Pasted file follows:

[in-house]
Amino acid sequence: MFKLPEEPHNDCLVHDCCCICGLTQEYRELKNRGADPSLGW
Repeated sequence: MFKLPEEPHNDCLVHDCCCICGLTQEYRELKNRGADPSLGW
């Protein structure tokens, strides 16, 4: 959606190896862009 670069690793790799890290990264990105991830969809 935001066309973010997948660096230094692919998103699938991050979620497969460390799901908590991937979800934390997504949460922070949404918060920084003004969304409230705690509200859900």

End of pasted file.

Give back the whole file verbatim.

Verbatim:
[in-house]
Amino acid sequence: MFKLPEEPHNDCLVHDCCCICGLTQEYRELKNRGADPSLGW
Repeated sequence: MFKLPEEPHNDCLVHDCCCICGLTQEYRELKNRGADPSLGW
């Protein structure tokens, strides 16, 4: 959606190896862009 670069690793790799890290990264990105991830969809 935001066309973010997948660096230094692919998103699938991050979620497969460390799901908590991937979800934390997504949460922070949404918060920084003004969304409230705690509200859900």